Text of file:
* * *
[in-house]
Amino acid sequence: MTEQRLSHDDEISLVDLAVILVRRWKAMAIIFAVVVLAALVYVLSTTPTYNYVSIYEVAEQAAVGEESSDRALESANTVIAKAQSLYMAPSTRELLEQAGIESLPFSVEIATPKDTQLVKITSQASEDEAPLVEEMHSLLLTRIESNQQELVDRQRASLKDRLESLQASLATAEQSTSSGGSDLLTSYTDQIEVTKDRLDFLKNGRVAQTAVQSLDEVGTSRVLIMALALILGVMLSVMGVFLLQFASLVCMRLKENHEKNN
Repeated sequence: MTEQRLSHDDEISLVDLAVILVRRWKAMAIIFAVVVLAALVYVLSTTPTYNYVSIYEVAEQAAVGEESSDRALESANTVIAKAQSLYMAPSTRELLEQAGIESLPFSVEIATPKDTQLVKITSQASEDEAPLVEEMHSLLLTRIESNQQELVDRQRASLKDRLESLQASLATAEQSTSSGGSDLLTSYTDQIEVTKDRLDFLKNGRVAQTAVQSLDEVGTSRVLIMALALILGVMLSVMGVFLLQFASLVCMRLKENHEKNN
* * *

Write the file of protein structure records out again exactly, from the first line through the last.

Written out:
[in-house]
Amino acid sequence: MTEQRLSHDDEISLVDLAVILVRRWKAMAIIFAVVVLAALVYVLSTTPTYNYVSIYEVAEQAAVGEESSDRALESANTVIAKAQSLYMAPSTRELLEQAGIESLPFSVEIATPKDTQLVKITSQASEDEAPLVEEMHSLLLTRIESNQQELVDRQRASLKDRLESLQASLATAEQSTSSGGSDLLTSYTDQIEVTKDRLDFLKNGRVAQTAVQSLDEVGTSRVLIMALALILGVMLSVMGVFLLQFASLVCMRLKENHEKNN
Repeated sequence: MTEQRLSHDDEISLVDLAVILVRRWKAMAIIFAVVVLAALVYVLSTTPTYNYVSIYEVAEQAAVGEESSDRALESANTVIAKAQSLYMAPSTRELLEQAGIESLPFSVEIATPKDTQLVKITSQASEDEAPLVEEMHSLLLTRIESNQQELVDRQRASLKDRLESLQASLATAEQSTSSGGSDLLTSYTDQIEVTKDRLDFLKNGRVAQTAVQSLDEVGTSRVLIMALALILGVMLSVMGVFLLQFASLVCMRLKENHEKNN